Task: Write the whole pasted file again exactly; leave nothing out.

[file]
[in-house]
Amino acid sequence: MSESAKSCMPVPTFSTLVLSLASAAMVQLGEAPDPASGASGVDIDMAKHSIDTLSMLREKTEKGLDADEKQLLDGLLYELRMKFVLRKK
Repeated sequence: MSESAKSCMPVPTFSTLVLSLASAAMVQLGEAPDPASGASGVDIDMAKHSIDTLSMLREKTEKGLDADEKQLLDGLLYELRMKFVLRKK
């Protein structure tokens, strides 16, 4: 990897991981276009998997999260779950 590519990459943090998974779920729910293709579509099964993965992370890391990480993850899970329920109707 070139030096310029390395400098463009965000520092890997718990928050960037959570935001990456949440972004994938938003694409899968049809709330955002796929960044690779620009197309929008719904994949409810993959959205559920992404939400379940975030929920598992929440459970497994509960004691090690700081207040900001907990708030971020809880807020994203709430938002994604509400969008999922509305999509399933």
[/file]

[in-house]
Amino acid sequence: MSESAKSCMPVPTFSTLVLSLASAAMVQLGEAPDPASGASGVDIDMAKHSIDTLSMLREKTEKGLDADEKQLLDGLLYELRMKFVLRKK
Repeated sequence: MSESAKSCMPVPTFSTLVLSLASAAMVQLGEAPDPASGASGVDIDMAKHSIDTLSMLREKTEKGLDADEKQLLDGLLYELRMKFVLRKK
């Protein structure tokens, strides 16, 4: 990897991981276009998997999260779950 590519990459943090998974779920729910293709579509099964993965992370890391990480993850899970329920109707 070139030096310029390395400098463009965000520092890997718990928050960037959570935001990456949440972004994938938003694409899968049809709330955002796929960044690779620009197309929008719904994949409810993959959205559920992404939400379940975030929920598992929440459970497994509960004691090690700081207040900001907990708030971020809880807020994203709430938002994604509400969008999922509305999509399933």